Chevron, BP and Royal Dutch Shell are among the 90 companies that have produced almost two-thirds of greenhouse gas emissions since the 1850s.
A report published in the journal Climatic Change looked at companies' responsibility for the manmade greenhouse gas emissions that cause climate change, measured by percentage.
Findings showed that Chevron produced the most CO2 & CH4, emitting 3.52% of the global total output dating back to 1854.
Other companies in the top 20 included BP, which produces 2.47%, Royal Dutch Shell (2.12%), Total (0.82%) and Coal India (1.07%). In total, 90 companies accounted for 63% of emissions.
Richard Heede, author of the report, said: "The analysis presented here focuses attention on the commercial and state-owned entities responsible for producing the fossil fuels and cement that are the primary sources of anthropogenic greenhouse gases that are driving and will continue to drive climate change.
"The results show that nearly two-thirds of historic carbon dioxide and methane emissions can be attributed to 90 entities."
Heede said the companies identified in the report "hold the key to future fossil fuel production and emissions, and thus arguably, the future of the planetary climate system".
He notes that if the 2050 global target for curbing emissions is to be reached, these companies must be involved, as they are largely in control of the world's fossil fuel reserves.
"Redoubling international efforts to secure an effective climate agreement will likely prove insufficient unless some means can be found to involve the carbon majors in the effort to keep their reserves in the ground or commensurate efforts to prevent or offset their emission to the atmosphere," he wrote.
Concluding, he added: "Shifting the perspective from nation-states to corporate entities - both investor-owned and state-owned companies - opens new opportunities for those entities to become part of the solution rather than passive [and profitable] bystanders to continued climate disruption."
"Social pressures may be brought to bear on investor-owned entities, which could work as an additional lever to push action to reduce greenhouse gas emissions or removing CO2 from the atmosphere ... Identifying who the major carbon producers are, and have been historically, may provide a useful basis for future social and legal pressure."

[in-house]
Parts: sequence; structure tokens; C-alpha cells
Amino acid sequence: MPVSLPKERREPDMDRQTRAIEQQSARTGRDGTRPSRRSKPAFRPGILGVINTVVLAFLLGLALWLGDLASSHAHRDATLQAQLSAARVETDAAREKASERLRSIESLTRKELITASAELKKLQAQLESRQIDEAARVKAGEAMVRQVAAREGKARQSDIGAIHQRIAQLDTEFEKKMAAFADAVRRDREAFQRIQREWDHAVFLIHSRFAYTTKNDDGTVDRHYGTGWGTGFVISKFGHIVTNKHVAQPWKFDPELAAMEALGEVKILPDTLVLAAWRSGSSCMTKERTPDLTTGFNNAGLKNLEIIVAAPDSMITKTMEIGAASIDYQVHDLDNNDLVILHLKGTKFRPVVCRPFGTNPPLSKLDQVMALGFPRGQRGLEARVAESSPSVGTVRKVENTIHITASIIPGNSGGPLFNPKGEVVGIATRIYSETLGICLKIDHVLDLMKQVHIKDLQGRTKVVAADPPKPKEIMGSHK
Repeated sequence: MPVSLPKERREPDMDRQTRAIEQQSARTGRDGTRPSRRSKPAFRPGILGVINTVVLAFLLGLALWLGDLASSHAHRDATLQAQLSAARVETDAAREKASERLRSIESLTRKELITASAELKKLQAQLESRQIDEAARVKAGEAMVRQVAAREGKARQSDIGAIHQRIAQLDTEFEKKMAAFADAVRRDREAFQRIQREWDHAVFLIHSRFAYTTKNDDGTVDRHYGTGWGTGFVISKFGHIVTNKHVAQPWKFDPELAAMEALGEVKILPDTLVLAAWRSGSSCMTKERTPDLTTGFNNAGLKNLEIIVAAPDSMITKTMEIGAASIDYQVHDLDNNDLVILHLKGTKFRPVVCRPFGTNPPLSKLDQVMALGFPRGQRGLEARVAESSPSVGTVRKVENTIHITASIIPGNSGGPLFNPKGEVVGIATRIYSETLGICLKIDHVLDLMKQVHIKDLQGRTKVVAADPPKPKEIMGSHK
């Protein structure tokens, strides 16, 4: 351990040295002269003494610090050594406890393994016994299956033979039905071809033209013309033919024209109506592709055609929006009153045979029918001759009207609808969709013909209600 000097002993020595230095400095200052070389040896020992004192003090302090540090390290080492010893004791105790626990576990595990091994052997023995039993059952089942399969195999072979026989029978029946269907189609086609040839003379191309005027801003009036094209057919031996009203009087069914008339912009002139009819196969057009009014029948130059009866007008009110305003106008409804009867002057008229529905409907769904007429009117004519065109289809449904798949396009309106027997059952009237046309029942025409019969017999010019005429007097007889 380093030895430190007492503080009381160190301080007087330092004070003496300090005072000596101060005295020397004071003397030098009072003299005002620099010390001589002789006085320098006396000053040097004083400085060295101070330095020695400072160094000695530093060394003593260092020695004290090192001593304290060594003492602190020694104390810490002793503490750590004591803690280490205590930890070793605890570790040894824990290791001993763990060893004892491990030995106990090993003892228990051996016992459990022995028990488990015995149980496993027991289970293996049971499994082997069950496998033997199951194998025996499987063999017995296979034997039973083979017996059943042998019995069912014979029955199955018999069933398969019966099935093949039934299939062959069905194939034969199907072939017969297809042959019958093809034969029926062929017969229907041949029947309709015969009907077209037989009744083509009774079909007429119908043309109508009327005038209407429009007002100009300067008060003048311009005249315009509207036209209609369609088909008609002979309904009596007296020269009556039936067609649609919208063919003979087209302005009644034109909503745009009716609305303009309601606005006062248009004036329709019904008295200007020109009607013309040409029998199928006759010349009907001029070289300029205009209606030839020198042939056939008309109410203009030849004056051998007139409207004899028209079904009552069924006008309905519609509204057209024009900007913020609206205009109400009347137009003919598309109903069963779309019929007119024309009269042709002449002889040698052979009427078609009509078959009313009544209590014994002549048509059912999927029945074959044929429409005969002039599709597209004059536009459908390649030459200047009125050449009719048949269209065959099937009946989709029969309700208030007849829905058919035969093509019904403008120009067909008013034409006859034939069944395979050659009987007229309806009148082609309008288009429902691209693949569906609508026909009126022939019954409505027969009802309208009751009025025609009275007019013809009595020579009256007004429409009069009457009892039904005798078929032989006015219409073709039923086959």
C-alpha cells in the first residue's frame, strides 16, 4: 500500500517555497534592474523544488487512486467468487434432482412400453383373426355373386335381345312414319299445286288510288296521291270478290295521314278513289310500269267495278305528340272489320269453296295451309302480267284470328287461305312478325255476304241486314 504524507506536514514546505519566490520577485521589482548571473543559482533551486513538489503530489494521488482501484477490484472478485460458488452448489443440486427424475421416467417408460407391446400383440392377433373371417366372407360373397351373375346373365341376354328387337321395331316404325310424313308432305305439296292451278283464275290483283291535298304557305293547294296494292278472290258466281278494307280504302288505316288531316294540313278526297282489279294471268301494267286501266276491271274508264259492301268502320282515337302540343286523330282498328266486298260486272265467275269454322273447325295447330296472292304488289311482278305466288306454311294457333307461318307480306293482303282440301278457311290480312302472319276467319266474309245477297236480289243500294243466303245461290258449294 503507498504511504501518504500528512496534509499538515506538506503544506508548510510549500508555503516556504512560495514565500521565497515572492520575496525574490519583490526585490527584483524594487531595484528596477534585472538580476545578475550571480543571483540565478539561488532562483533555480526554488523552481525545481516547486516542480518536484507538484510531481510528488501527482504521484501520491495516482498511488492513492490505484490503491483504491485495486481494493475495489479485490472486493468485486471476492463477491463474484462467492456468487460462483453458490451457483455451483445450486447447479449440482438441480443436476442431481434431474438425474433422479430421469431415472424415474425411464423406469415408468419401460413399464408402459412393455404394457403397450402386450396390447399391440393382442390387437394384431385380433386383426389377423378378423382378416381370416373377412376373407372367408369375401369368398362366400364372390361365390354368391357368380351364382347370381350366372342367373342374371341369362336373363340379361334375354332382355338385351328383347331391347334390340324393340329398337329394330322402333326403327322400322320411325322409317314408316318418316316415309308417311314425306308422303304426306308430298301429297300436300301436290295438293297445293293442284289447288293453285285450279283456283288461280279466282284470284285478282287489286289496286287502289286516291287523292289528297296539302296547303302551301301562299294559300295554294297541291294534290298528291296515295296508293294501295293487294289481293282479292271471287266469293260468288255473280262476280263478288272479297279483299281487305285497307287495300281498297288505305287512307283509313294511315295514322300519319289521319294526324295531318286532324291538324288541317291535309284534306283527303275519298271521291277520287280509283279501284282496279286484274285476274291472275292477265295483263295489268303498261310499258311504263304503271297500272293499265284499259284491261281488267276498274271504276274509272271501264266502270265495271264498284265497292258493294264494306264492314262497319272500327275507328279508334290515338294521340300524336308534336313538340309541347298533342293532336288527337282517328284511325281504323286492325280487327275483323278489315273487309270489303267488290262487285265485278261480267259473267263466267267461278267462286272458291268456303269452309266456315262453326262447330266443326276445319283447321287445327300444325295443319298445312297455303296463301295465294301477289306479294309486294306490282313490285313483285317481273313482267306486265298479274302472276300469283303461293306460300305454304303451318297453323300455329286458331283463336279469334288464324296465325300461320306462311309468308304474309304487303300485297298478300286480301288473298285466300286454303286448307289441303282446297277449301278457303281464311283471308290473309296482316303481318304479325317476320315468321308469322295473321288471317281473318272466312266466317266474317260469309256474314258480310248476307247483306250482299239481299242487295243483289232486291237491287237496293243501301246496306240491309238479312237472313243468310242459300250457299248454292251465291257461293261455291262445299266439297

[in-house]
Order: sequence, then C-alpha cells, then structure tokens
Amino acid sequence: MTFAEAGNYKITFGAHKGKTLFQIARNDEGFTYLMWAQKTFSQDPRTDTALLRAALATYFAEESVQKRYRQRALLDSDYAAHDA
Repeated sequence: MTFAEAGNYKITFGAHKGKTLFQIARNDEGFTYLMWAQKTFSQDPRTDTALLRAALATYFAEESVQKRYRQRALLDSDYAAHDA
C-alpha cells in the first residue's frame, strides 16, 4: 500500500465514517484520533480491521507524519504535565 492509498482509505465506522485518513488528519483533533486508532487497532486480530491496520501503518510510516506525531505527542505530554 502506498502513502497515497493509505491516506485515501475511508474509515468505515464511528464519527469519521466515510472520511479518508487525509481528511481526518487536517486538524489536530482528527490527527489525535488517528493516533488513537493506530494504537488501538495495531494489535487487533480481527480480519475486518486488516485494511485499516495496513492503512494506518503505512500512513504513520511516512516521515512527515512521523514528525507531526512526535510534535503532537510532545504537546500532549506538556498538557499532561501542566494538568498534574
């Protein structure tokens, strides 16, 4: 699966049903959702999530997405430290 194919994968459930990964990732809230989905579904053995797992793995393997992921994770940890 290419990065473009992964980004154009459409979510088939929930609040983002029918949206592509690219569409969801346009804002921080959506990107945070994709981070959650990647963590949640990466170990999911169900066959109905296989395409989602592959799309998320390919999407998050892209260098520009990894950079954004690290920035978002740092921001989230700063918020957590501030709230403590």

The report follows UN climate talks in Warsaw, where world leaders met to discuss global warming. The meeting has been criticised for lacking ambition and progressing slowly to such an extent that green groups including Greenpeace, WWF and Oxfam have walked out.
Around 8,000 people handed back their registration badges to the UN and left. "Movements representing people from every corner of the Earth have decided that the best use of our time is to voluntarily withdraw from the Warsaw climate talks," a spokesman for the WWF said.
"This will be the first time ever that there has been a mass withdrawal from a COP.
"Warsaw, which should have been an important step in the just transition to a sustainable future, is on track to deliver virtually nothing. We feel that governments have given up on the process."
UN talks have largely focused on what countries are to blame for greenhouse gas emissions and vice president Al Gore told the Guardian that Heede's report must be taken into account if emission reduction goals are to be met.
"This study is a crucial step forward in our understanding of the evolution of the climate crisis. The public and private sectors alike must do what is necessary to stop global warming. Those who are historically responsible for polluting our atmosphere have a clear obligation to be part of the solution."